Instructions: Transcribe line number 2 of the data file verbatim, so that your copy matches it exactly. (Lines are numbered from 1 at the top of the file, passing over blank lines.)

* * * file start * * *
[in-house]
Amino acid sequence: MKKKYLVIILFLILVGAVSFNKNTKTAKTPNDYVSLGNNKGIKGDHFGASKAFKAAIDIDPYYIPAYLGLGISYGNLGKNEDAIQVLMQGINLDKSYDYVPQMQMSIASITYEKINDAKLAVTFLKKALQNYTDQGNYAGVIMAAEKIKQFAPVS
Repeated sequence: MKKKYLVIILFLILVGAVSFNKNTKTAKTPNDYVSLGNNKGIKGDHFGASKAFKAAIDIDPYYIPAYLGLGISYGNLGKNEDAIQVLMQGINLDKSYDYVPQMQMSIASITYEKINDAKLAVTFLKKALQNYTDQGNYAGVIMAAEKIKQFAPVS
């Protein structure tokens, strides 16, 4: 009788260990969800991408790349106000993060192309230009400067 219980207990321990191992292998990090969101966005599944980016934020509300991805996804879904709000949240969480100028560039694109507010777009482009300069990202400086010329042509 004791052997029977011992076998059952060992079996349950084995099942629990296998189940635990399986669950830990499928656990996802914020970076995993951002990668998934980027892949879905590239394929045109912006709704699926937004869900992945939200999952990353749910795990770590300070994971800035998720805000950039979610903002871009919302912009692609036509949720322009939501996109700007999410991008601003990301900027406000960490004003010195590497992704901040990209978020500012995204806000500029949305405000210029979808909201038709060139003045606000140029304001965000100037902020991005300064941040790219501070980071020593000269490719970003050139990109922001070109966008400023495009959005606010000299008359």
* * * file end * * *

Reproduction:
Amino acid sequence: MKKKYLVIILFLILVGAVSFNKNTKTAKTPNDYVSLGNNKGIKGDHFGASKAFKAAIDIDPYYIPAYLGLGISYGNLGKNEDAIQVLMQGINLDKSYDYVPQMQMSIASITYEKINDAKLAVTFLKKALQNYTDQGNYAGVIMAAEKIKQFAPVS